Thirty years ago, Douglas Coupland published Generation X: Tales for an Accelerated Culture, a novel that would name the generation that came of age in the 1980s and early 1990s. It told of disaffected, misanthropic, self-absorbed twentysomethings who didn’t seem to care about anything that was going on in the world. But was that really the case?
In this episode, I take a look at Coupland’s novel as well as Richard Linklater’s film Slacker; plus, I examine articles and books that attempted to define and explain Generation X and make some attempt to come to a conclusion about this group of people who are now middle aged.
It’s time for another trip down the rabbit hole that is the music of my formative years! This time around, I’m taking a look at B-sides and rarities that are some of my favorites or marked an important moment in my time as a music fan or collector. You’ll hear me talk about scrounging record stores for “import” CDs, years of random rarities put on mix tapes, and why songs by Metallica, Nine Inch Nails, Bruce Springsteen, and even Ben Folds Five are important to my musical tastes.
Spend this holiday season with some of your favorite families in TV Land! This time around, I take a look at seven sitcom episodes from the 1980s to 2010s that center around or take place around the holidays: Cheers, Married … With Children, Saved by the Bell, Seinfeld, The Simpsons, Friends, and Schitt’s Creek. I take a look at one holiday-themed episode from each that I find memorable and give each a quick review. It’s all a bit of cheer to close out 2020!
And as it is the week of Christmas, I wanted to take an opportunity to thank everyone who reads this blog and listens to this podcast for your support, especially during this very tough year. Merry Christmas and Happy Holidays to you and yours!
In 1990, David Fincher directed one of the most iconic videos of all time, “Freedom ’90” by George Michael. The video featured five supermodels lip synching the song and was a literally explosive deconstruction of the image he had created in his 1987 solo debut, “Faith.” So, on the video’s thirtieth anniversary, Amanda and I sit down to talk about George Michael and his music, do a video commentary, and then segue into a discussion about fashion in the early Nineties.
It’s the fifth chapter in a podcast miniseries that looks at the fall of the Iron Curtain and the popular culture of the Cold War. To start us off, I look at what happened in Eastern Europe from September to November 1990 with a special focus on the roles that corporate America and pop music played in the end of the Cold War. Then, the discussion turns to sports; specifically, the Olympics with a spotlight on the controversial 1972 men’s basketball final, The Miracle on Ice, and the 1984 Los Angeles Summer Olympics.
It’s Halloween and that means it’s time for me to actually get seasonal … for once. I’m here and talking about some oddities of entertainment from the late 1980s and early 1990s. First up is Time-Life Books’ best-selling series Mysteries of the Unknown, whose commercials were some of the creepies of the time. Then, I move into the area of true crime (among other subjects) by looking at a classic Robert Stack-era episode of Unsolved Mysteries. Plus: listener feedback!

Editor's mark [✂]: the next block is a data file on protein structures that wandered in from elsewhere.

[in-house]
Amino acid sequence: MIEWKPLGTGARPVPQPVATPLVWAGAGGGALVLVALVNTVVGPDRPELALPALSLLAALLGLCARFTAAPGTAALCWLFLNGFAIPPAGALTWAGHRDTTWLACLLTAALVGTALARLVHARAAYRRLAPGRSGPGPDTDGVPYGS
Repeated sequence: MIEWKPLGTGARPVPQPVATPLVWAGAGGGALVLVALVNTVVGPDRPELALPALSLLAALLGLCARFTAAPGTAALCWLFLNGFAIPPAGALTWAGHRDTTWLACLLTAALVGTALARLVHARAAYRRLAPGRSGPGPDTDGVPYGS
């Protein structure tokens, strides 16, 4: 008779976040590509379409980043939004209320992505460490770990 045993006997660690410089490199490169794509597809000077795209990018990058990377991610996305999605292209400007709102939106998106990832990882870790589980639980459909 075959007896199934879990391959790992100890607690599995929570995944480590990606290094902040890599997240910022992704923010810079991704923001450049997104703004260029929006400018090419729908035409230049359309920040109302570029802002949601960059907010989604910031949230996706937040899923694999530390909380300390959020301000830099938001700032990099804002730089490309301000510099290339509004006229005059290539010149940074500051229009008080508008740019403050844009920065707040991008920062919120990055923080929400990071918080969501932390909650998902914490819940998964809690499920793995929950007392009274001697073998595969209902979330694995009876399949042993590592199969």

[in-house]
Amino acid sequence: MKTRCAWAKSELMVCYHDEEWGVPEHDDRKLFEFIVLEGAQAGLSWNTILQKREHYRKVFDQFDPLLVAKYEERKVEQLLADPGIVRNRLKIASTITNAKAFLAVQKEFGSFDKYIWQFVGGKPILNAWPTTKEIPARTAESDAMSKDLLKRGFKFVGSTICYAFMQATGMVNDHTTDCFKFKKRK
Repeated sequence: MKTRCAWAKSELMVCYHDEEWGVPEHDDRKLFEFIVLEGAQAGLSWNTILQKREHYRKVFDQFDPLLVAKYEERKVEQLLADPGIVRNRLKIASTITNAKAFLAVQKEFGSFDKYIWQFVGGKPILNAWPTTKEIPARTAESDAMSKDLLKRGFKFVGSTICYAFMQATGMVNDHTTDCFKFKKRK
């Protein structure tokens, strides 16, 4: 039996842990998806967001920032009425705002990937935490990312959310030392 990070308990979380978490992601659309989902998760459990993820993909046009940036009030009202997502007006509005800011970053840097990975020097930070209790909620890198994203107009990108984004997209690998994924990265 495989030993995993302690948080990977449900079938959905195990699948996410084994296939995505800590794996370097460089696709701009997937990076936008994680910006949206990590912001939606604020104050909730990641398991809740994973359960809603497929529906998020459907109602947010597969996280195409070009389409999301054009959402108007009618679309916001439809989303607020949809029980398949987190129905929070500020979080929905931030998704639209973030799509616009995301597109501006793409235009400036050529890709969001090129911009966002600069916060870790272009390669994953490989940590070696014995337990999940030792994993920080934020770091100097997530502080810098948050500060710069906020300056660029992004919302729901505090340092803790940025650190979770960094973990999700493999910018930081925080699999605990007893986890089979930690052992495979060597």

This time around, I’m back to looking at my history with music by going deep into the early 1990s and my early teens, recollecting those nights I spent in my room listening to the radio and rushing to hit record so that I wouldn’t have to wait for the station to play that Brian May song. I talk about the stations I grew up listening to, the tapes I made, my unfortunate music choices, and how I learned about what was popular (and what wasn’t) before I finally got my own CD player.
So the picture above isn’t of my exact radio, but it is the radio I owned and used to tape all of those songs. It’s the Sony CFS-230 cassette-corder boombox. I got this for either my birthday or Christmas sometime in the late 1980s and it was eventually replaced with a cassette/CD player that I received for my fifteenth birthday.
And here is the Spotify playlist that includes the songs I featured in the episode. Enjoy!
Space. The final frontier. This episode is a conversation between me and special guest star Gene Hendricks. Our mission? To talk about the original crew Star Trek films and explore our own origins as fans of the classic science fiction franchise. But it’s not just movie talk. We have also read all six of the film novelizations and discuss how much they add to the experience. It’s a classic fan conversation with two guys who are boldly going where many have gone before!
And a quick note on the audio quality of the episode. At one point, early on in recording, my USB microphone died and I had to switch to my in-computer mic. I have done my best to remedy the poor quality through rerecording a few pieces of what I had, and using various noise cancellation and volume balancing tricks. So my apologies for the bad quality of sound on my end. I just didn’t want to let such a great conversation go unheard.
Get on your bike and grab your sack of morning editions! This time around, we’re back to looking at comics as Stella and I take a look at the Eisner-winning series “Paper Girls” by Brian K. Vaughn and Cliff Chiang. We give a summary of the book–with and without spoilers–and then talk about why we both think it’s required reading (even if that’s usually on our other podcast).
With 1.5 million copies in print, Raina Telgemeier’s Smile is one of the most successful graphic novels of all time. So, in this episode, I take a look at it and not only give it a good review, but also talk about how a graphic novel that’s meant for middle school girls could possibly relate to me, a 43-year-old guy.